The Leader-Post (Regina)
In Western Canada, there are no traditions more ancient than those of the First Nations. Growing from those roots, Canadian Western Agribition is pleased to once again present the First Nations Pavilion.
Established in 2011, the pavilion, located in The Co-operators Centre, was the brainchild of Agribition board of director Elmer Eashappie, a proud member of the Carry the Kettle Nakoda Nation. The popularity of the First Nations Pavilion has quickly turned it into a new tradition at Agribition.
"The pavilion fits well with the education and community aspects of our show. It's something all visitors will find interesting," said Marty Seymour, CEO of Canadian Western Agribition. "There is a growing desire in Saskatchewan to share and appreciate our province's First Nations heritage. Agribition is proud to help spread cultural awareness and understanding."
Exhibitors at the pavilion include the First Nation University of Canada, University of Regina, University of Saskatchewan, Twisted Wire Ranch - Cultural Horse Program, Regina 2014 North American Indigenous Games, Royal Saskatchewan Museum, the Saskatchewan Indian Culture Center and the File Hills Tribal Council.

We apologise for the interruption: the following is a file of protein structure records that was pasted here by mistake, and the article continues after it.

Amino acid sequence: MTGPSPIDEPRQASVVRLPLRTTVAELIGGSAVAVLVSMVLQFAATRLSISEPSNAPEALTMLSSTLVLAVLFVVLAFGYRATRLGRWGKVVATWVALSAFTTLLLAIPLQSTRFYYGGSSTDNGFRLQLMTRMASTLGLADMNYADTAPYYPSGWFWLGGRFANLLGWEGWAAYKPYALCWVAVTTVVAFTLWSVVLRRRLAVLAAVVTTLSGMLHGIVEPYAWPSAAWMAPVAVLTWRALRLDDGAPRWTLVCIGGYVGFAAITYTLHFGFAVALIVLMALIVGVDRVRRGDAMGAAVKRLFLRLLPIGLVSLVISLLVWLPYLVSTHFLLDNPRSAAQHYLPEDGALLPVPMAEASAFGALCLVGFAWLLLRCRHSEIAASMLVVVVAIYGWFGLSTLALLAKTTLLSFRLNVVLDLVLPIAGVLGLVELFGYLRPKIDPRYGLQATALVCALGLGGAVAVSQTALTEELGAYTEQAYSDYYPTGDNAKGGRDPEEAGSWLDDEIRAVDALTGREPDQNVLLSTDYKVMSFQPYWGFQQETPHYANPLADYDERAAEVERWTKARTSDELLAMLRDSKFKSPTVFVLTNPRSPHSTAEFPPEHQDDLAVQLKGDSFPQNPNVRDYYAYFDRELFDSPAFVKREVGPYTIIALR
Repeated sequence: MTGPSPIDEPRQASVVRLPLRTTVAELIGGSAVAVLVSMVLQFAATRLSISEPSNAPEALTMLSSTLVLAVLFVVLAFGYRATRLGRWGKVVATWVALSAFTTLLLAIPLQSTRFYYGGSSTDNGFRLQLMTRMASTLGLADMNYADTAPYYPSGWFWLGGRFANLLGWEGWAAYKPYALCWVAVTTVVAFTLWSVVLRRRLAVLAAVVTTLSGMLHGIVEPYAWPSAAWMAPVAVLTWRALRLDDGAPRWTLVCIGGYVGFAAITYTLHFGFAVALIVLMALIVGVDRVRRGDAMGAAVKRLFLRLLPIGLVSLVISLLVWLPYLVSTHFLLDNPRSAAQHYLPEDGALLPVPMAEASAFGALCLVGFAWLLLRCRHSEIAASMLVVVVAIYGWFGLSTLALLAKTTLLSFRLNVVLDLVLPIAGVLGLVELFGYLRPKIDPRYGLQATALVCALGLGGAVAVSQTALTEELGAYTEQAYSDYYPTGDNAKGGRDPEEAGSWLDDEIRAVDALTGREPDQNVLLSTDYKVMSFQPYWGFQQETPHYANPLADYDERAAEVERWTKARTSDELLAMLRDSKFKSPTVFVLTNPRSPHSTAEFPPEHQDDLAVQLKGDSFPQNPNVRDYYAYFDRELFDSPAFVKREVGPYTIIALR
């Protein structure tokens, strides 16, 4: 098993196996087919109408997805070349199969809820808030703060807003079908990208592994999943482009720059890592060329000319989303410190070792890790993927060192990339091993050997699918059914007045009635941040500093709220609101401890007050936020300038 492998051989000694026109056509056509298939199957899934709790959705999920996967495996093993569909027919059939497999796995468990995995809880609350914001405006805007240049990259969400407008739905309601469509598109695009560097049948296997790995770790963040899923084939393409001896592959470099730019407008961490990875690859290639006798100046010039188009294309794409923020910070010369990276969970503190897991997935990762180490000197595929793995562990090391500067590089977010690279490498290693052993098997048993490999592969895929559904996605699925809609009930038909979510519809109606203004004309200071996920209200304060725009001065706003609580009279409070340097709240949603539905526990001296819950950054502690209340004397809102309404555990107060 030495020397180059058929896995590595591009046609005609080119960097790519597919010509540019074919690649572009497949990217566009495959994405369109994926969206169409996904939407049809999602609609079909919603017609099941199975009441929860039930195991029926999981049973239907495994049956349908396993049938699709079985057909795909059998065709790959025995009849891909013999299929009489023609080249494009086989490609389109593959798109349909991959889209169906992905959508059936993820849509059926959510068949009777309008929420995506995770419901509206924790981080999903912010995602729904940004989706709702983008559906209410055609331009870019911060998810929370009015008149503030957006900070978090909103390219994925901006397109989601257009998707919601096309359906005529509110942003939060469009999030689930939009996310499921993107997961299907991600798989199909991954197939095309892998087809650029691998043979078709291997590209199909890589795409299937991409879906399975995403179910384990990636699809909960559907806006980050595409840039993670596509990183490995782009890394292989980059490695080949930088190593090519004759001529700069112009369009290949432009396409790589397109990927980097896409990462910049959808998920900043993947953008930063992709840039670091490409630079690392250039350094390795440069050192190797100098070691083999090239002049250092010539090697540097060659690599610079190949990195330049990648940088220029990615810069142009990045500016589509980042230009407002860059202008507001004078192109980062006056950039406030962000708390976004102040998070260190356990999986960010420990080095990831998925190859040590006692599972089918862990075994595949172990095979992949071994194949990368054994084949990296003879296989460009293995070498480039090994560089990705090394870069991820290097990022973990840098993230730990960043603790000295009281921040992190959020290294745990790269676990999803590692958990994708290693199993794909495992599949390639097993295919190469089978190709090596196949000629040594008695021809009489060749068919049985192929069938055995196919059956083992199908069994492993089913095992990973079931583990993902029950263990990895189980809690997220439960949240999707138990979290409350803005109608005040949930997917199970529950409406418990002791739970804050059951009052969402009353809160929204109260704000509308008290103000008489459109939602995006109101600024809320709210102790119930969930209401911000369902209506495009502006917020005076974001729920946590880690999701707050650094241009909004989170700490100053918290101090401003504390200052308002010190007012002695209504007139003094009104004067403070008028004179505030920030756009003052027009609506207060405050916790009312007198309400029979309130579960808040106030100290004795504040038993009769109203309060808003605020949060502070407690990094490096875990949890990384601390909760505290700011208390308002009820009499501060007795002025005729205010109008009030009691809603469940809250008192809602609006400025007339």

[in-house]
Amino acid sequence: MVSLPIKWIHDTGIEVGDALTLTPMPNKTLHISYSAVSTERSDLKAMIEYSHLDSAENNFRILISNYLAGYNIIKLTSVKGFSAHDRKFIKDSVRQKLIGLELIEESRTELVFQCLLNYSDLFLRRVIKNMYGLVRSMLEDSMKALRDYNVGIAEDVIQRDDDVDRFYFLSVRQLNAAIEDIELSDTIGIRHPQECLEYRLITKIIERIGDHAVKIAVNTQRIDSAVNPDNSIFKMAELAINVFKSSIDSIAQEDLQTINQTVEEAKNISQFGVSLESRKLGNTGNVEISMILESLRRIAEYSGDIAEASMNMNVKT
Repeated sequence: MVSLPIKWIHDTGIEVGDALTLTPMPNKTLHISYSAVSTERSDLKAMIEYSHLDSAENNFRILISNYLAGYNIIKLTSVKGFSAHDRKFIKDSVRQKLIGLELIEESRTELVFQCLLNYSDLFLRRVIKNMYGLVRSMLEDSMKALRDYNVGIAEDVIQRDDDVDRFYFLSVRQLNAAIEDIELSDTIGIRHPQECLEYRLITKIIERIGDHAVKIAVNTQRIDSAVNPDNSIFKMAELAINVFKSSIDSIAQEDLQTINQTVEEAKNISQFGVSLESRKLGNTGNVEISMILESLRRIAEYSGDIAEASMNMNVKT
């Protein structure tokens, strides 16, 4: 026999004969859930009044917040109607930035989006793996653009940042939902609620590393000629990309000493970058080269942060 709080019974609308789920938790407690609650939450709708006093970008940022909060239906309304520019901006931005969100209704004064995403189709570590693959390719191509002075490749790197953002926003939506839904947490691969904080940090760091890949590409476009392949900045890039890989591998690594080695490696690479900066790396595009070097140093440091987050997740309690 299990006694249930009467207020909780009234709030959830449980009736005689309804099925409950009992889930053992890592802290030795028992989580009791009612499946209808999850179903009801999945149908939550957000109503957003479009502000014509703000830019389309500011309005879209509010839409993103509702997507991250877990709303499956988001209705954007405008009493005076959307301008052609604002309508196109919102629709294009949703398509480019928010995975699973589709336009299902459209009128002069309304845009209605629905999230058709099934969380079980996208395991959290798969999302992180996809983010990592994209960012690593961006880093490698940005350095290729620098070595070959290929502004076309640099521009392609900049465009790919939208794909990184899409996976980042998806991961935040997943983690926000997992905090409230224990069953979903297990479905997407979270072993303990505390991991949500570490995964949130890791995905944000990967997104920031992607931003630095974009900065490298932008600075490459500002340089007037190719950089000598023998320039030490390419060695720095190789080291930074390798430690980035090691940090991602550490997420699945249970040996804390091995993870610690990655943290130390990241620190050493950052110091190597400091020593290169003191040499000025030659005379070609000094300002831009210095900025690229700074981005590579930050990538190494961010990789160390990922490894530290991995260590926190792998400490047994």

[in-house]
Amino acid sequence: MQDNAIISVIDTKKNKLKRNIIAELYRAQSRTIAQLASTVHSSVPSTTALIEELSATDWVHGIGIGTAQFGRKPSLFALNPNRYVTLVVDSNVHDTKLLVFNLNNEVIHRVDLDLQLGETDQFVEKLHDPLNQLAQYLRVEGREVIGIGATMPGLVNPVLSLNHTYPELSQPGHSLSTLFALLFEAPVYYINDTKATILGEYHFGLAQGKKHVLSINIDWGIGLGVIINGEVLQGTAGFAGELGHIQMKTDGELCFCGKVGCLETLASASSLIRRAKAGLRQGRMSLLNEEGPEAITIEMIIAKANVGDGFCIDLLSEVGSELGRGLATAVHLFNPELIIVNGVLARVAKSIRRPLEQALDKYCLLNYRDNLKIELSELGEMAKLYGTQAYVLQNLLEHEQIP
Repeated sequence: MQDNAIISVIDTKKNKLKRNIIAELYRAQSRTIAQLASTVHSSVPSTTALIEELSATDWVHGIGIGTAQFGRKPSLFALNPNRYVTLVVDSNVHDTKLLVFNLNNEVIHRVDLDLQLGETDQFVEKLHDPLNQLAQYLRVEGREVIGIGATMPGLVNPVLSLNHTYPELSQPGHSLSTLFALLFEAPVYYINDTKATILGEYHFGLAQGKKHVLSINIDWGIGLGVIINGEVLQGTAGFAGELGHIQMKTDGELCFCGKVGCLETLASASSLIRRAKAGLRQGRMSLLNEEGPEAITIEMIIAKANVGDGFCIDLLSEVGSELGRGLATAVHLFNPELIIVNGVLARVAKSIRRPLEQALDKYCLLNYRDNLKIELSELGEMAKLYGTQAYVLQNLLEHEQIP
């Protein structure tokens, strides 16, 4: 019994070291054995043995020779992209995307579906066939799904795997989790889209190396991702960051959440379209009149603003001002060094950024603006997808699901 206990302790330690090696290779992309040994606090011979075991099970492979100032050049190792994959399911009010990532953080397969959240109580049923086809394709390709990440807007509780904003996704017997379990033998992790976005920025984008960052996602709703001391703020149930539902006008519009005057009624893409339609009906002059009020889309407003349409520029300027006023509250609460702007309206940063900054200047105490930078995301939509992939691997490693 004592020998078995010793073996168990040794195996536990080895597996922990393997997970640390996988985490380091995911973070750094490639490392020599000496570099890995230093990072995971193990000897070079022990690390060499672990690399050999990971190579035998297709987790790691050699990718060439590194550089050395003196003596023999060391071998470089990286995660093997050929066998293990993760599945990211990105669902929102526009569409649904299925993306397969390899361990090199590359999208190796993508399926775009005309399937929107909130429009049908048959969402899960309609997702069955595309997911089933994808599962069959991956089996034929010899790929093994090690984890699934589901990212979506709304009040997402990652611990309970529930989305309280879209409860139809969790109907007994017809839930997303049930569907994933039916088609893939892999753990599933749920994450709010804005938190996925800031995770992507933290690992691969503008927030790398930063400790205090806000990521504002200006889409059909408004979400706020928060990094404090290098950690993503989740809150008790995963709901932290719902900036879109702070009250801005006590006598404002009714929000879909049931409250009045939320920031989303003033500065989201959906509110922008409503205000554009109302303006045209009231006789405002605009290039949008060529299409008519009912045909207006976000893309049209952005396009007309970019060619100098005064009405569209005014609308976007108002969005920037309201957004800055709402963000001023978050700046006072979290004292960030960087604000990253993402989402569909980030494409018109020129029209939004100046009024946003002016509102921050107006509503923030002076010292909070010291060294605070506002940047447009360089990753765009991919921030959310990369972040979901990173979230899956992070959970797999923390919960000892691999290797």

The pavilion, which covers half of a hockey arena, features a variety of informative, artistic and interactive displays, including:
World-class drummers and champion dancers Archery and lacrosse demonstration Storytelling Contemporary and traditional craft makers including painting and bead work Elder stations where elders will share traditional stories about the importance of animals Language stations Guests can expect the pavilion to continue to grow over the next few years. Eashappie has long sought to build a stronger international indigenous gathering place at Agribition and promises big things for the future.
"The First Nations Pavilion has brought much enjoyment to visitors over the past couple years," said Eashappie. "Moving into the future, our goal is to create a more comprehensive pavilion that includes indigenous tribes from the four corners of North America."
The First Nations Pavilion is open Monday from 12 p.m. to 6 p.m. and Tuesday through Saturday from 9:30 a.m. to 6 p.m.